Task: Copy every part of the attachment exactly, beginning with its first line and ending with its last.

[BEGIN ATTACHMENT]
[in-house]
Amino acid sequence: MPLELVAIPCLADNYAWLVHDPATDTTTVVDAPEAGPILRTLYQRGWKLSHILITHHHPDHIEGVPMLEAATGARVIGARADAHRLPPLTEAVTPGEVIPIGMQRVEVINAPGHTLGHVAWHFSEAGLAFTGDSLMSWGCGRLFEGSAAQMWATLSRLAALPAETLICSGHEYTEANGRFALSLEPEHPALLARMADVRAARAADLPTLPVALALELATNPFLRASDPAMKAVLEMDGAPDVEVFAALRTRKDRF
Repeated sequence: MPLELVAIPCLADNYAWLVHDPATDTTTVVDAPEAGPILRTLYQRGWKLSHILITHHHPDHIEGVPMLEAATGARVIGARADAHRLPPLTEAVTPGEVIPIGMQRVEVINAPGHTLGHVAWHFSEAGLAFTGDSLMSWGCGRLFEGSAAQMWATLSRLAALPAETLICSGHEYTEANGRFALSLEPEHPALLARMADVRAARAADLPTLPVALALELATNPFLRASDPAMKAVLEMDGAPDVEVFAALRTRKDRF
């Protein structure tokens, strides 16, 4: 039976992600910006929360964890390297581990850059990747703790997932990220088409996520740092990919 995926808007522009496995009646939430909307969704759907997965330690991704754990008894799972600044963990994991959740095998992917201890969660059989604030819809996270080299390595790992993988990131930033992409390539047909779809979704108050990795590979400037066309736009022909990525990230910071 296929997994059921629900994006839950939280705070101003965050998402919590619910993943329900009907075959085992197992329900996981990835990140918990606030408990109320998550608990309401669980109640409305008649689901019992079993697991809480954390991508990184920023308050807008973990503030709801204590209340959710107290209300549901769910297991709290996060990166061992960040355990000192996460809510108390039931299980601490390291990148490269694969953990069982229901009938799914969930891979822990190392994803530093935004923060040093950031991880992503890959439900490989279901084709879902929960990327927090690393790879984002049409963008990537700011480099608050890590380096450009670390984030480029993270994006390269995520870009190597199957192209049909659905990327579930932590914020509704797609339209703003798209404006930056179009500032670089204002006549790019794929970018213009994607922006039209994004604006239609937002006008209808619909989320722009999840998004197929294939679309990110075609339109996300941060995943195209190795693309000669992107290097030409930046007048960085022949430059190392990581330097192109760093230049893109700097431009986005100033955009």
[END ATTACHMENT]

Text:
[in-house]
Amino acid sequence: MPLELVAIPCLADNYAWLVHDPATDTTTVVDAPEAGPILRTLYQRGWKLSHILITHHHPDHIEGVPMLEAATGARVIGARADAHRLPPLTEAVTPGEVIPIGMQRVEVINAPGHTLGHVAWHFSEAGLAFTGDSLMSWGCGRLFEGSAAQMWATLSRLAALPAETLICSGHEYTEANGRFALSLEPEHPALLARMADVRAARAADLPTLPVALALELATNPFLRASDPAMKAVLEMDGAPDVEVFAALRTRKDRF
Repeated sequence: MPLELVAIPCLADNYAWLVHDPATDTTTVVDAPEAGPILRTLYQRGWKLSHILITHHHPDHIEGVPMLEAATGARVIGARADAHRLPPLTEAVTPGEVIPIGMQRVEVINAPGHTLGHVAWHFSEAGLAFTGDSLMSWGCGRLFEGSAAQMWATLSRLAALPAETLICSGHEYTEANGRFALSLEPEHPALLARMADVRAARAADLPTLPVALALELATNPFLRASDPAMKAVLEMDGAPDVEVFAALRTRKDRF
């Protein structure tokens, strides 16, 4: 039976992600910006929360964890390297581990850059990747703790997932990220088409996520740092990919 995926808007522009496995009646939430909307969704759907997965330690991704754990008894799972600044963990994991959740095998992917201890969660059989604030819809996270080299390595790992993988990131930033992409390539047909779809979704108050990795590979400037066309736009022909990525990230910071 296929997994059921629900994006839950939280705070101003965050998402919590619910993943329900009907075959085992197992329900996981990835990140918990606030408990109320998550608990309401669980109640409305008649689901019992079993697991809480954390991508990184920023308050807008973990503030709801204590209340959710107290209300549901769910297991709290996060990166061992960040355990000192996460809510108390039931299980601490390291990148490269694969953990069982229901009938799914969930891979822990190392994803530093935004923060040093950031991880992503890959439900490989279901084709879902929960990327927090690393790879984002049409963008990537700011480099608050890590380096450009670390984030480029993270994006390269995520870009190597199957192209049909659905990327579930932590914020509704797609339209703003798209404006930056179009500032670089204002006549790019794929970018213009994607922006039209994004604006239609937002006008209808619909989320722009999840998004197929294939679309990110075609339109996300941060995943195209190795693309000669992107290097030409930046007048960085022949430059190392990581330097192109760093230049893109700097431009986005100033955009």